India’s telecommunications authorities could still enforce a ban on RIM’s BlackBerry device, as RIM has missed the most recent deadline for granting the government monitoring access to its enterprise services.
However, it is likely that both parties are keen to find a solution; RIM would obviously wish to avoid being locked out of the second-biggest global mobile market, while statements from Indian Home Minister P Chidambaram suggest that a complete solution would be preferable to a ban, saying “We have been given a solution to the messenger service, we will insist that they give us the solution for the enterprise services too.”
The issue at hand is of course the compromising of customer security – something which RIM is understandably reluctant to permit. The vendor’s VP Robert Crow has made this clear, stating “There is no possibility of giving any kind of a solution for interception of enterprise mail services. We don’t have any keys... it is technologically not feasible to give a solution.”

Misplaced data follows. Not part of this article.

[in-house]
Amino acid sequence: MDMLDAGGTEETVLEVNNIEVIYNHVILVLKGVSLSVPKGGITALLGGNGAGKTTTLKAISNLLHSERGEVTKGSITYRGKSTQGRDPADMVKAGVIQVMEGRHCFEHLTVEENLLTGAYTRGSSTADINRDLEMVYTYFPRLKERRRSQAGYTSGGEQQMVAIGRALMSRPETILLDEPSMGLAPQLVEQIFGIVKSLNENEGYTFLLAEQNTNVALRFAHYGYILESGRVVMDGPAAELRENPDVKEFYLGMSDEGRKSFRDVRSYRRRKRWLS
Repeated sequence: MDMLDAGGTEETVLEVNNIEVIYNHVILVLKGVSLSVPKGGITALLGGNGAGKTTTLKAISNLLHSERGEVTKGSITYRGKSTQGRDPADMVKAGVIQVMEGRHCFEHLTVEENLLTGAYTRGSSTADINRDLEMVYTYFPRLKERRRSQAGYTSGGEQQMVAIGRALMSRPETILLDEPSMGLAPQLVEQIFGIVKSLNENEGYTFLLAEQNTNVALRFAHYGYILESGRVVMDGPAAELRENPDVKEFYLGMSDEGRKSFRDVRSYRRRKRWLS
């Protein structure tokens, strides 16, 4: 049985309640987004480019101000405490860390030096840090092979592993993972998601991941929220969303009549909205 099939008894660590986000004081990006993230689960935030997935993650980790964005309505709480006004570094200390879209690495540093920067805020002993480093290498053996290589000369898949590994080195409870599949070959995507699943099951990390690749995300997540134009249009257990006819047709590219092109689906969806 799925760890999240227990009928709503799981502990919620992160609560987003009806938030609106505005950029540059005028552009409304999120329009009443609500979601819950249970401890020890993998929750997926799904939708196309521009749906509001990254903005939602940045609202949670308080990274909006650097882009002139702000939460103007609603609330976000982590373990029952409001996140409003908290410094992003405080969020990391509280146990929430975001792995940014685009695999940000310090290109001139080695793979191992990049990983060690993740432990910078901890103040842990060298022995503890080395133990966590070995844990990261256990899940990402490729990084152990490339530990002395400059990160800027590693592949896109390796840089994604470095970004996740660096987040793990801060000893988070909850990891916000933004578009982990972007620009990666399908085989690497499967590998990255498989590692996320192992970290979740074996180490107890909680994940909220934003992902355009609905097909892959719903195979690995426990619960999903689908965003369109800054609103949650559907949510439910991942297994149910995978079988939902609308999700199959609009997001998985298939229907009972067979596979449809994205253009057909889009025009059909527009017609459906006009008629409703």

Although a deadline extension is certainly not out of the question, the Indian authorities have been demanding access to BlackBerry corporate email services since August 2010. Having compromised by allowing the interception of its messenger services, RIM is reluctant to make any more concessions.
The vendor has made clear that the difficulty of accessing private data is both intentional and embedded, stating that BlackBerry security is “purposefully designed to exclude the capability for RIM or any third party to read encrypted information under any circumstances.”
However, deputy telecoms minister Sachin Pilot has also reaffirmed the Indian government’s position, stating: “We are not in a position to compromise on security. We need to make sure that there are no loopholes in our security systems."